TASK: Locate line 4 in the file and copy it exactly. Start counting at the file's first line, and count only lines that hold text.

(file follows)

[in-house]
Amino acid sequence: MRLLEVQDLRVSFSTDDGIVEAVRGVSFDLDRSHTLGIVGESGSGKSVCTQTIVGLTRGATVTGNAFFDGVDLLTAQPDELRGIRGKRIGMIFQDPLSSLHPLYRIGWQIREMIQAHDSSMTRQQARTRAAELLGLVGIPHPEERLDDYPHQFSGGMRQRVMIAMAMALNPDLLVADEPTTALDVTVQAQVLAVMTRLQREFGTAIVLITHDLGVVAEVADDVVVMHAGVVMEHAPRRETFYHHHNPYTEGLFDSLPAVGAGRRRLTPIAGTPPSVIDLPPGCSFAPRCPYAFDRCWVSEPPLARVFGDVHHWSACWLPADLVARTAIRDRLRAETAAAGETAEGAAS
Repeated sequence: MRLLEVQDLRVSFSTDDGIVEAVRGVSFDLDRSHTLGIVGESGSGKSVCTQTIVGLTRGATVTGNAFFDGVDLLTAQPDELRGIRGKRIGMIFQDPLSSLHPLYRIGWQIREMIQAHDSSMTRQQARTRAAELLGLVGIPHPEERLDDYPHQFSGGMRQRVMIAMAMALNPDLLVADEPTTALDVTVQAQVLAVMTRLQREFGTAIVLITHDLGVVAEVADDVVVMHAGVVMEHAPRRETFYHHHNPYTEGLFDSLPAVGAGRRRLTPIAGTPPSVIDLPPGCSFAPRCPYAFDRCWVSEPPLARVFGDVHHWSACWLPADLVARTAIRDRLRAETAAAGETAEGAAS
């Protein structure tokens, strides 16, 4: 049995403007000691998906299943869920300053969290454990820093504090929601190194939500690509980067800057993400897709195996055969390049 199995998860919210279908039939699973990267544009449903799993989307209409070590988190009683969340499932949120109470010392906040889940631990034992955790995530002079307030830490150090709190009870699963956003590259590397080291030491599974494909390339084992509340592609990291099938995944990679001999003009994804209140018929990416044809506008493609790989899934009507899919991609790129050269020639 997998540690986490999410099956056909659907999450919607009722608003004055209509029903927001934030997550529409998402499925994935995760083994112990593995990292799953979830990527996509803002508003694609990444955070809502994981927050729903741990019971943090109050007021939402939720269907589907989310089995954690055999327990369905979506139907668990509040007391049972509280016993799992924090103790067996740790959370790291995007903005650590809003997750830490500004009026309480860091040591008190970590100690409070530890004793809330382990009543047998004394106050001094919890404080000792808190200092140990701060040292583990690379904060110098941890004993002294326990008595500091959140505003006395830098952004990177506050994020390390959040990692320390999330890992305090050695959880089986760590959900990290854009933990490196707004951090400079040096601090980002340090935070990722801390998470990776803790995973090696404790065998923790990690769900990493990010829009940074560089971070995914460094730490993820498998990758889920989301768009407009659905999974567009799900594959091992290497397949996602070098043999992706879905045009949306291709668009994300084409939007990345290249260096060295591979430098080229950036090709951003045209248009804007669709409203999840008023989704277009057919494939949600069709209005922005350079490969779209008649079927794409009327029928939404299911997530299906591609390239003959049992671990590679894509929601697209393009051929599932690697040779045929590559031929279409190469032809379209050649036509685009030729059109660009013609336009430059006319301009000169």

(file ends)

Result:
């Protein structure tokens, strides 16, 4: 049995403007000691998906299943869920300053969290454990820093504090929601190194939500690509980067800057993400897709195996055969390049 199995998860919210279908039939699973990267544009449903799993989307209409070590988190009683969340499932949120109470010392906040889940631990034992955790995530002079307030830490150090709190009870699963956003590259590397080291030491599974494909390339084992509340592609990291099938995944990679001999003009994804209140018929990416044809506008493609790989899934009507899919991609790129050269020639 997998540690986490999410099956056909659907999450919607009722608003004055209509029903927001934030997550529409998402499925994935995760083994112990593995990292799953979830990527996509803002508003694609990444955070809502994981927050729903741990019971943090109050007021939402939720269907589907989310089995954690055999327990369905979506139907668990509040007391049972509280016993799992924090103790067996740790959370790291995007903005650590809003997750830490500004009026309480860091040591008190970590100690409070530890004793809330382990009543047998004394106050001094919890404080000792808190200092140990701060040292583990690379904060110098941890004993002294326990008595500091959140505003006395830098952004990177506050994020390390959040990692320390999330890992305090050695959880089986760590959900990290854009933990490196707004951090400079040096601090980002340090935070990722801390998470990776803790995973090696404790065998923790990690769900990493990010829009940074560089971070995914460094730490993820498998990758889920989301768009407009659905999974567009799900594959091992290497397949996602070098043999992706879905045009949306291709668009994300084409939007990345290249260096060295591979430098080229950036090709951003045209248009804007669709409203999840008023989704277009057919494939949600069709209005922005350079490969779209008649079927794409009327029928939404299911997530299906591609390239003959049992671990590679894509929601697209393009051929599932690697040779045929590559031929279409190469032809379209050649036509685009030729059109660009013609336009430059006319301009000169």